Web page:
DIY Essential Oil Body Wash (Recipe)

Reading Time: 3 minutes

Personal care products… those products we use everyday to keep ourselves smelling fresh and clean. Unfortunately, many of the well-known brands lining store shelves have a hidden secret… they’re full of toxic, health-harming chemicals!

In a talk delivered at the Harvard School of Public Health in 2014, audience members learned that “In the United States, the average person is exposed to more than a hundred chemicals from cosmetics, soaps, and other personal care products before leaving the house in the morning [1].”

Read Labels and Don’t Use Soap/Body Wash With These Ingredients

The Campaign for Safe Cosmetics is a watchdog coalition of groups dedicated to eliminating harmful chemicals in personal care products. On their website they share information with consumers on the health-harming chemicals found in personal care products.

Here’s a quick list of common soap and body wash ingredients they say you should actively avoid…[2]

  1. 1,4-dioxane is a contaminant linked to cancer found in products that create suds, such as shampoo and liquid soap. On the label look for: Sodium laureth sulfate, PEG compounds, chemicals that include the clauses xynol, ceteareth, and oleth.
  2. Coal tar is a known carcinogen found in shampoos, soaps, hair dyes, and lotions. On the label look for: Coal tar solution, tar, coal, carbo-cort, coal tar solution, coal tar solution USP, crude coal tar, estar, impervotar, KC 261, lavatar, picis carbonis, naphtha, high solvent naphtha, naphtha distillate, benzin B70, and petroleum benzin.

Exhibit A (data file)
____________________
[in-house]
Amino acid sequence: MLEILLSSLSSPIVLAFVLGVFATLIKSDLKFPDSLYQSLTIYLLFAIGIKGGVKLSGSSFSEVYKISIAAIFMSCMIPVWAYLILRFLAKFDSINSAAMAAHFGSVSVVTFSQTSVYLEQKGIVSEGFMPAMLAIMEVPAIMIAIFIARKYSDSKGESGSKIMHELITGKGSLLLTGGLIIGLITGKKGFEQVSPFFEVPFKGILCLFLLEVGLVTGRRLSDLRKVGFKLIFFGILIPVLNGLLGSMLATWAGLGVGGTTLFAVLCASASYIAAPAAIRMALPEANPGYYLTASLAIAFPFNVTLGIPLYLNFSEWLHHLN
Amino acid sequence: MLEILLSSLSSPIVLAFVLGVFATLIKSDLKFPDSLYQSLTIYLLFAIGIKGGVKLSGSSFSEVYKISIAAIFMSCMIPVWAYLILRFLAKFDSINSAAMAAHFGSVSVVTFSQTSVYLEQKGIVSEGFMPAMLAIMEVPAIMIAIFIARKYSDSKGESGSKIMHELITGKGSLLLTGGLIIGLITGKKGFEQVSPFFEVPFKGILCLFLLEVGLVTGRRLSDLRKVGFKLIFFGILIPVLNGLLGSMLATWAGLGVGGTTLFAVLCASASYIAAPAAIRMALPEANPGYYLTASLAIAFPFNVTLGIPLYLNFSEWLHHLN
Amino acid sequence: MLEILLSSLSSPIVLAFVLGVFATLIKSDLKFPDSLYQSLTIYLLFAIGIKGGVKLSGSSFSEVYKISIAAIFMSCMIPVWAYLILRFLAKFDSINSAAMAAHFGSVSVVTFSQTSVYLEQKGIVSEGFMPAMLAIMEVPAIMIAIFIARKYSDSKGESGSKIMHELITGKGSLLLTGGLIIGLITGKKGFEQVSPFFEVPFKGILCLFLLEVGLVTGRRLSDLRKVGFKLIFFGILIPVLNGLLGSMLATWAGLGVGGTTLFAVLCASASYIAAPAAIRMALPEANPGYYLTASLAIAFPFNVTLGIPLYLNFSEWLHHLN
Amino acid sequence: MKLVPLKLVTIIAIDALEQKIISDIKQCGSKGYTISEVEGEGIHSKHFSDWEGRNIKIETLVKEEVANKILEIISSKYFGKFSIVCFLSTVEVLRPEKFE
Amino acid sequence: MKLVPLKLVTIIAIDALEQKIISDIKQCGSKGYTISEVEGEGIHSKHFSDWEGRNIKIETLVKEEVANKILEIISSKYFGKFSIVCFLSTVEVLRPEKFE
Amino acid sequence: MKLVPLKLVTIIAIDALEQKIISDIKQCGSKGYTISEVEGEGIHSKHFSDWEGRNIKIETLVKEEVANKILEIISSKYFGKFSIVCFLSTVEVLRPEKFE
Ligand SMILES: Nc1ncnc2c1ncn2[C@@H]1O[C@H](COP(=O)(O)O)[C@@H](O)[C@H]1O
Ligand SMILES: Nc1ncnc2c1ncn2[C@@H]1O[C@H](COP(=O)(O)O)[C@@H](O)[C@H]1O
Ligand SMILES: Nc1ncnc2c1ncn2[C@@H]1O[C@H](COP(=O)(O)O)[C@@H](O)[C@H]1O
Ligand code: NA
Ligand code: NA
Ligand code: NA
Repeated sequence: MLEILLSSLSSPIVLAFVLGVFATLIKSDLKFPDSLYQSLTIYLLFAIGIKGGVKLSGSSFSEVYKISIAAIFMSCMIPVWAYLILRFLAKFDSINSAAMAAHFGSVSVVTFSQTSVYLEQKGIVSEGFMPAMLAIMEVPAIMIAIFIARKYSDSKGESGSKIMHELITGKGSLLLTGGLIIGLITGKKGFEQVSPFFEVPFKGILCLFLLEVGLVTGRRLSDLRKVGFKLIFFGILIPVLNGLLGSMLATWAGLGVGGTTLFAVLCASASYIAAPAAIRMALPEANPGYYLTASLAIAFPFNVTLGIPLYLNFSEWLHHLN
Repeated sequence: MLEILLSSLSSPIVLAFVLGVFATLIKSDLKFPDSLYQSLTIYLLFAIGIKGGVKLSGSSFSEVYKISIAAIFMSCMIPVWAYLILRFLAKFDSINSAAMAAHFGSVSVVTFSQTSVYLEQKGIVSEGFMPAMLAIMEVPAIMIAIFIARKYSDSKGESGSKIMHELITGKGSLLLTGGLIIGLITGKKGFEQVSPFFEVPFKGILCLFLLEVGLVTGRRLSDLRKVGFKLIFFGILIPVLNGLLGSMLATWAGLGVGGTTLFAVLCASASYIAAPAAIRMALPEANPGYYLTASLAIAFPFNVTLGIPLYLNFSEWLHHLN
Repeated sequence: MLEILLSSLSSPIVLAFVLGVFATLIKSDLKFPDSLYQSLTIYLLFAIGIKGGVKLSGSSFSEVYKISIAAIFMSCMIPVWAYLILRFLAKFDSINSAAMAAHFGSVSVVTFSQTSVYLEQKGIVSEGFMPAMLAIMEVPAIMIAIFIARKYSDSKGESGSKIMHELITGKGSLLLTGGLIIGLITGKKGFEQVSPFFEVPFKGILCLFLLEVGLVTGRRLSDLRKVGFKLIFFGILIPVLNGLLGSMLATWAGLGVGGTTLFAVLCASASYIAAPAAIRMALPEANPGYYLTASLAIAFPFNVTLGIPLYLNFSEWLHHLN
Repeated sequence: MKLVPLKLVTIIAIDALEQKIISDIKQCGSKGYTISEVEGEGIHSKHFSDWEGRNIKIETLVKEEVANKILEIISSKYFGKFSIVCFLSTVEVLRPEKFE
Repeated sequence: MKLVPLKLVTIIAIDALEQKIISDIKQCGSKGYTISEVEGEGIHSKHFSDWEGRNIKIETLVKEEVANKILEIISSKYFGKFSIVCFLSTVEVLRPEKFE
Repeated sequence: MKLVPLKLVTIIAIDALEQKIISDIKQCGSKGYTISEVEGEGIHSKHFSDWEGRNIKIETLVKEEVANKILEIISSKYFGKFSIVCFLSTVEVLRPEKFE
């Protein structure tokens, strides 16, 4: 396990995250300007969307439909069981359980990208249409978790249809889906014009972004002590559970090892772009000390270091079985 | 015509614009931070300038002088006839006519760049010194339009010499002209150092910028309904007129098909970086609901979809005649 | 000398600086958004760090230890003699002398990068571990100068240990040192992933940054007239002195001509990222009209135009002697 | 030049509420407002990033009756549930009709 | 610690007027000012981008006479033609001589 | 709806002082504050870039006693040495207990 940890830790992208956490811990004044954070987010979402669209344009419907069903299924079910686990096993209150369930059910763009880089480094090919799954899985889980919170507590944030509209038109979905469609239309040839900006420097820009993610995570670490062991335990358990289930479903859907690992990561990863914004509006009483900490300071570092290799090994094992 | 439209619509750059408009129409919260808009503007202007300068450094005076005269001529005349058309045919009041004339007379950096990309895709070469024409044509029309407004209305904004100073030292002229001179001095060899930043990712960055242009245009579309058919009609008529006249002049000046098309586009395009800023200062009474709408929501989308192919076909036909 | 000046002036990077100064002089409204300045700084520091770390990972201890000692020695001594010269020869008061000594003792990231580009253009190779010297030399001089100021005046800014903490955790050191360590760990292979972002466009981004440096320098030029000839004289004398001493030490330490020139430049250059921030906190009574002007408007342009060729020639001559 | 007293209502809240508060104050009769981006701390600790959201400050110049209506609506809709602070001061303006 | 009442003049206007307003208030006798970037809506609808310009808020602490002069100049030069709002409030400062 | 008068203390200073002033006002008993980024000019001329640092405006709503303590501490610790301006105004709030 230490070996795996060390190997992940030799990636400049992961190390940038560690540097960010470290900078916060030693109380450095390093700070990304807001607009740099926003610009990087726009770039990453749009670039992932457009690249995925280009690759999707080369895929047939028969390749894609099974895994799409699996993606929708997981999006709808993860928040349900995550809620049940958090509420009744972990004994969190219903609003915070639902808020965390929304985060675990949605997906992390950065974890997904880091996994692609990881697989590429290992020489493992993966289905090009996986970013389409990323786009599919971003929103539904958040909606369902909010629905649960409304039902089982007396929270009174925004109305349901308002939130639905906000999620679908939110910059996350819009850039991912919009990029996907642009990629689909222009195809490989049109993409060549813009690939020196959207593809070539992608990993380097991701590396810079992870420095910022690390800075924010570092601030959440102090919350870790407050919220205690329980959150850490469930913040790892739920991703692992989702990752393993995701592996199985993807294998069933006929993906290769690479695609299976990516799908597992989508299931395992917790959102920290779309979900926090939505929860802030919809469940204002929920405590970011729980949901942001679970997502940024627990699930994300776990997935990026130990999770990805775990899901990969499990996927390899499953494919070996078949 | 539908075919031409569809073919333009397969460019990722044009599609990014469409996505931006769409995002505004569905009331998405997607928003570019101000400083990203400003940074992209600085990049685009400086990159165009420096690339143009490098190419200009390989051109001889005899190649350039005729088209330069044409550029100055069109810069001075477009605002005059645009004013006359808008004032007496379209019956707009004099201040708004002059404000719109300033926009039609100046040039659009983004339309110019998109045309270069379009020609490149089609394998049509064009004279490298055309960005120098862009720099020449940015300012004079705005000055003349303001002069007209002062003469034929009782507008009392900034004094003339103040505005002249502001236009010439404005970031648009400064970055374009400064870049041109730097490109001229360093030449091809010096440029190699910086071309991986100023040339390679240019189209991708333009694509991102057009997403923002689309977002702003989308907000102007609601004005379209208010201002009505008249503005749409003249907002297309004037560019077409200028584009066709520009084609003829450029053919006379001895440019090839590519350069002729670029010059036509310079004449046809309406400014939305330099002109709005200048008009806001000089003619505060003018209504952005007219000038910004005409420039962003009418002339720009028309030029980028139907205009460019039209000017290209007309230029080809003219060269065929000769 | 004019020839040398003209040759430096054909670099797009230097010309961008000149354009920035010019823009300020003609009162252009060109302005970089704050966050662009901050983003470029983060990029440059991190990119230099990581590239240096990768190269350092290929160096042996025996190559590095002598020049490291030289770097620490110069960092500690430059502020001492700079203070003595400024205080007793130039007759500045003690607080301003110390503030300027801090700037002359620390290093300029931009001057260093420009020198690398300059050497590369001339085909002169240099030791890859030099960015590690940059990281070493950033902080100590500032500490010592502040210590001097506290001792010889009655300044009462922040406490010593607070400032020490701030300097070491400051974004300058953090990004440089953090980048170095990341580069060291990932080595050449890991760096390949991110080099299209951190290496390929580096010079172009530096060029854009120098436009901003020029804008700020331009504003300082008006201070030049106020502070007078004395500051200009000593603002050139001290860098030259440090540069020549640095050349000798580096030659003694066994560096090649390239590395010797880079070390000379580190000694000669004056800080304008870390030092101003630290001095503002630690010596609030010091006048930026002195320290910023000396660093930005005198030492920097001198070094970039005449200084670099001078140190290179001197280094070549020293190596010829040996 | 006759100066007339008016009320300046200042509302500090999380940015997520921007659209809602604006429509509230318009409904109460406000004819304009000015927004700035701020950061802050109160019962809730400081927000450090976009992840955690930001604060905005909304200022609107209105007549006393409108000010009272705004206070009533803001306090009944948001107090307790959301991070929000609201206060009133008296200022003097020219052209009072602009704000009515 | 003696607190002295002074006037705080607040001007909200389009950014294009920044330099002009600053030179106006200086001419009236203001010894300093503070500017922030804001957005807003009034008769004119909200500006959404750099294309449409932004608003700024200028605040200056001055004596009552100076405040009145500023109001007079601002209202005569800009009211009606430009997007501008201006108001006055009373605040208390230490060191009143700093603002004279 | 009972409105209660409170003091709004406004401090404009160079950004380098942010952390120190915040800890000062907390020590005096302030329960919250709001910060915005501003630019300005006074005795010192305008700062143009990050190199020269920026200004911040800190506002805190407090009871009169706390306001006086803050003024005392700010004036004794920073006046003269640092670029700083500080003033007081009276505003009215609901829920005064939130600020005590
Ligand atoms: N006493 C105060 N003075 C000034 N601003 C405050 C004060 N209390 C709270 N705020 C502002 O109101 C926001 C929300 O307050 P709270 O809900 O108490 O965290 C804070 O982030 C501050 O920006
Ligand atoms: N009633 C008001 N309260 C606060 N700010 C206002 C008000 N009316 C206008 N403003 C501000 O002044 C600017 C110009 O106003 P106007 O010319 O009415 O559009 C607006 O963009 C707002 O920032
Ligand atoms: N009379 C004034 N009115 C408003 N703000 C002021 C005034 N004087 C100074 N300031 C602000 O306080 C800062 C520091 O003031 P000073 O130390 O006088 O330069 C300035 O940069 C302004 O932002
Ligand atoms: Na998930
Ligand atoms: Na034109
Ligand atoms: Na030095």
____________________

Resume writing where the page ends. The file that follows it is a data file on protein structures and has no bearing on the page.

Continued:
3. Formaldehyde and formaldehyde-releasing preservatives are often found in shampoos and liquid baby soaps. On the label look for: Formaldehyde, quaternium-15, DMDM hydantoin, imidazolidinyl urea, diazolidinyl urea, polyoxymethylene urea, sodium hydroxymethylglycinate, 2-bromo-2-nitropropane-1,3-diol (bromopol), and glyoxal.
  4. Fragrance – Many products list “fragrance” on the label, but very few name the specific ingredients which prevents consumers from knowing the full list of ingredients in their products. On the label look for: Fragrance, perfume, parfum, aroma.
  5. Methylisothiazolinone (MIT) and Methylchloroisothiazolinone (CMIT) are common preservatives are found in many liquid personal care products, and have been linked to lung toxicity, allergic reactions, and possible neurotoxicity. On the label look for: Methylisothiazolinone (MIT): 2-methyl-4-isothiazoline-3-one, Neolone 950 preservative, MI, OriStar MIT and Microcare MT. Methylchloroisothiazolinone (CMIT): 5-Chloro-2-methyl-4-isothiazolin-3-one, and MCI.
  6. Nitrosamines are impurities that can show up in a wide array of cosmetics ingredients. Nitrosamines are usually not listed on product labels because they are impurities, but on the label look for: DEA and TEA.
  7. Phenoxyethanol is a preservative in cosmetic products and a stabilizer in perfumes and soaps. Reaction to exposure to phenoxyethanol can range from eczema to severe, life-threatening allergic reactions. On the label look for: Phenoxyethanol, 2-Phenoxyethanol, Euxyl K® 400 (mixture of Phenoxyethanol and 1,2-dibromo-2,4-dicyanobutane), and PhE.
  8. Parabens are preservatives used in a range of products including shampoos, conditioners, lotions, facial and shower cleansers and scrubs. On the label look for: Ethylparaben, butylparaben, methylparaben, propylparaben, isobutylparaben, isopropylparaben, and other ingredients ending in –paraben.
  9. Pthalates are chemicals linked to endocrine disruption, developmental and reproductive toxicity, and cancer. While banned in cosmetics in the European Union, they still remain prevalent in U.S. products. On the label look for: phthalate, DEP, DBP, DEHP, and fragrance.